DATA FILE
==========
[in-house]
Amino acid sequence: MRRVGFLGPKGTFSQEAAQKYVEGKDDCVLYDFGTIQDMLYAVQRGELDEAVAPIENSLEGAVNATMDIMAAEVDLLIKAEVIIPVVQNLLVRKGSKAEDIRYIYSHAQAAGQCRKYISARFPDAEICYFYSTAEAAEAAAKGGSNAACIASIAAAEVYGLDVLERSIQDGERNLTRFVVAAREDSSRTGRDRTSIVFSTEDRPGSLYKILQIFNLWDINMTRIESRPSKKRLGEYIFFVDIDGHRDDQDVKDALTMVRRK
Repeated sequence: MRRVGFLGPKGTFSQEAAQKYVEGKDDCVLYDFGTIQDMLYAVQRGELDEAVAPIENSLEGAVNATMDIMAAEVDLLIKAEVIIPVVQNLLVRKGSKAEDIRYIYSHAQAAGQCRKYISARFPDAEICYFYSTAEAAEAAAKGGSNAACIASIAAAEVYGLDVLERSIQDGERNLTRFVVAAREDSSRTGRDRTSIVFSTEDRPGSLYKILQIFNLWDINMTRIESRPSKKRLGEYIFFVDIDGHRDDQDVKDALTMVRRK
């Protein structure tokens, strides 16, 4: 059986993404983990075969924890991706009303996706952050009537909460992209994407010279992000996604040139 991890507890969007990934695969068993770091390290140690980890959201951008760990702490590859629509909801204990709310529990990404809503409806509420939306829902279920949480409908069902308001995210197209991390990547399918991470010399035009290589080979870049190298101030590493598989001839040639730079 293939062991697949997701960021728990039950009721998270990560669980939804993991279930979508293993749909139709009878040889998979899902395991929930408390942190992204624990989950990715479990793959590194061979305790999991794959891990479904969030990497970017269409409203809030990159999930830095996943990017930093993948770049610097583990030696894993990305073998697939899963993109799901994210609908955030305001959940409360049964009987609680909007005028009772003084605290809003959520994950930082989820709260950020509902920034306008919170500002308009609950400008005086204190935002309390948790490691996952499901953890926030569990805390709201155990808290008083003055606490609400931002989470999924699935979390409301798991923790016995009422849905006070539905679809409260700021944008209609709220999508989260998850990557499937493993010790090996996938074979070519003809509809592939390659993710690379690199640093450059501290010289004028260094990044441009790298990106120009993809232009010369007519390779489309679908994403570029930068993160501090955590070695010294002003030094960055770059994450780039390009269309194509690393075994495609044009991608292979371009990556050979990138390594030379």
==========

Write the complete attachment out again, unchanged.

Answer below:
[in-house]
Amino acid sequence: MRRVGFLGPKGTFSQEAAQKYVEGKDDCVLYDFGTIQDMLYAVQRGELDEAVAPIENSLEGAVNATMDIMAAEVDLLIKAEVIIPVVQNLLVRKGSKAEDIRYIYSHAQAAGQCRKYISARFPDAEICYFYSTAEAAEAAAKGGSNAACIASIAAAEVYGLDVLERSIQDGERNLTRFVVAAREDSSRTGRDRTSIVFSTEDRPGSLYKILQIFNLWDINMTRIESRPSKKRLGEYIFFVDIDGHRDDQDVKDALTMVRRK
Repeated sequence: MRRVGFLGPKGTFSQEAAQKYVEGKDDCVLYDFGTIQDMLYAVQRGELDEAVAPIENSLEGAVNATMDIMAAEVDLLIKAEVIIPVVQNLLVRKGSKAEDIRYIYSHAQAAGQCRKYISARFPDAEICYFYSTAEAAEAAAKGGSNAACIASIAAAEVYGLDVLERSIQDGERNLTRFVVAAREDSSRTGRDRTSIVFSTEDRPGSLYKILQIFNLWDINMTRIESRPSKKRLGEYIFFVDIDGHRDDQDVKDALTMVRRK
């Protein structure tokens, strides 16, 4: 059986993404983990075969924890991706009303996706952050009537909460992209994407010279992000996604040139 991890507890969007990934695969068993770091390290140690980890959201951008760990702490590859629509909801204990709310529990990404809503409806509420939306829902279920949480409908069902308001995210197209991390990547399918991470010399035009290589080979870049190298101030590493598989001839040639730079 293939062991697949997701960021728990039950009721998270990560669980939804993991279930979508293993749909139709009878040889998979899902395991929930408390942190992204624990989950990715479990793959590194061979305790999991794959891990479904969030990497970017269409409203809030990159999930830095996943990017930093993948770049610097583990030696894993990305073998697939899963993109799901994210609908955030305001959940409360049964009987609680909007005028009772003084605290809003959520994950930082989820709260950020509902920034306008919170500002308009609950400008005086204190935002309390948790490691996952499901953890926030569990805390709201155990808290008083003055606490609400931002989470999924699935979390409301798991923790016995009422849905006070539905679809409260700021944008209609709220999508989260998850990557499937493993010790090996996938074979070519003809509809592939390659993710690379690199640093450059501290010289004028260094990044441009790298990106120009993809232009010369007519390779489309679908994403570029930068993160501090955590070695010294002003030094960055770059994450780039390009269309194509690393075994495609044009991608292979371009990556050979990138390594030379």